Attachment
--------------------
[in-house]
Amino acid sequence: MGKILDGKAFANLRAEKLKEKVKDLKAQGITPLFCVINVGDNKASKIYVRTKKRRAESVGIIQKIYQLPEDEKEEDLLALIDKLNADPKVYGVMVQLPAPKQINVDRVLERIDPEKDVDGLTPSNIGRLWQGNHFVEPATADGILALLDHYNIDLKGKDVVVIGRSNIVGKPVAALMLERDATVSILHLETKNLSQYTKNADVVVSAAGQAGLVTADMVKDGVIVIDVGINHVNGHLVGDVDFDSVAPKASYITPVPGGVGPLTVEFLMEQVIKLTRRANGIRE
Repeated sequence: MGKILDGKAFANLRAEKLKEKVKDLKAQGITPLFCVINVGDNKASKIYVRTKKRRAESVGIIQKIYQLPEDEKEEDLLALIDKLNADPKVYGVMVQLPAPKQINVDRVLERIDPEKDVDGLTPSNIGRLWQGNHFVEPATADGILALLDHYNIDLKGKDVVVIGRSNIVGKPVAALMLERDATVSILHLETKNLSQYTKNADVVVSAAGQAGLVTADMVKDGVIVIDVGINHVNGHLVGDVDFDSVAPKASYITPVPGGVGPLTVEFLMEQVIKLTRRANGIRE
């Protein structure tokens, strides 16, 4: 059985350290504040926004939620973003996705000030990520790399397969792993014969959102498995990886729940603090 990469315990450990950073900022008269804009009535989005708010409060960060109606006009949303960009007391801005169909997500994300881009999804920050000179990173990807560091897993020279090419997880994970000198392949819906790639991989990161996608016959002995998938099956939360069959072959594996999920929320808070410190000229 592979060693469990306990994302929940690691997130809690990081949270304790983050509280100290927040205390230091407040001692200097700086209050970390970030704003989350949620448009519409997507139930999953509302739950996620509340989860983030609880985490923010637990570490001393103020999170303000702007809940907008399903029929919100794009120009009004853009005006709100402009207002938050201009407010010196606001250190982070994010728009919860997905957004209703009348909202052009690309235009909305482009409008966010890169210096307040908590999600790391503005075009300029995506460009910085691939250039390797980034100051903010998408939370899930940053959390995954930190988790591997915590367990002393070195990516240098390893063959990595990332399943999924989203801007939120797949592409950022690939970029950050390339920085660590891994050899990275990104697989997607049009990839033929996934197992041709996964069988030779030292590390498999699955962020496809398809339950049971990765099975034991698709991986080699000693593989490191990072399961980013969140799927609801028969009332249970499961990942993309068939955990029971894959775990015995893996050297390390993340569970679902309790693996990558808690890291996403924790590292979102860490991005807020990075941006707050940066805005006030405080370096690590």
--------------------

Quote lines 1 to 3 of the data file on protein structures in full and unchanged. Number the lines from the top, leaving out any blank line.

[in-house]
Amino acid sequence: MGKILDGKAFANLRAEKLKEKVKDLKAQGITPLFCVINVGDNKASKIYVRTKKRRAESVGIIQKIYQLPEDEKEEDLLALIDKLNADPKVYGVMVQLPAPKQINVDRVLERIDPEKDVDGLTPSNIGRLWQGNHFVEPATADGILALLDHYNIDLKGKDVVVIGRSNIVGKPVAALMLERDATVSILHLETKNLSQYTKNADVVVSAAGQAGLVTADMVKDGVIVIDVGINHVNGHLVGDVDFDSVAPKASYITPVPGGVGPLTVEFLMEQVIKLTRRANGIRE
Repeated sequence: MGKILDGKAFANLRAEKLKEKVKDLKAQGITPLFCVINVGDNKASKIYVRTKKRRAESVGIIQKIYQLPEDEKEEDLLALIDKLNADPKVYGVMVQLPAPKQINVDRVLERIDPEKDVDGLTPSNIGRLWQGNHFVEPATADGILALLDHYNIDLKGKDVVVIGRSNIVGKPVAALMLERDATVSILHLETKNLSQYTKNADVVVSAAGQAGLVTADMVKDGVIVIDVGINHVNGHLVGDVDFDSVAPKASYITPVPGGVGPLTVEFLMEQVIKLTRRANGIRE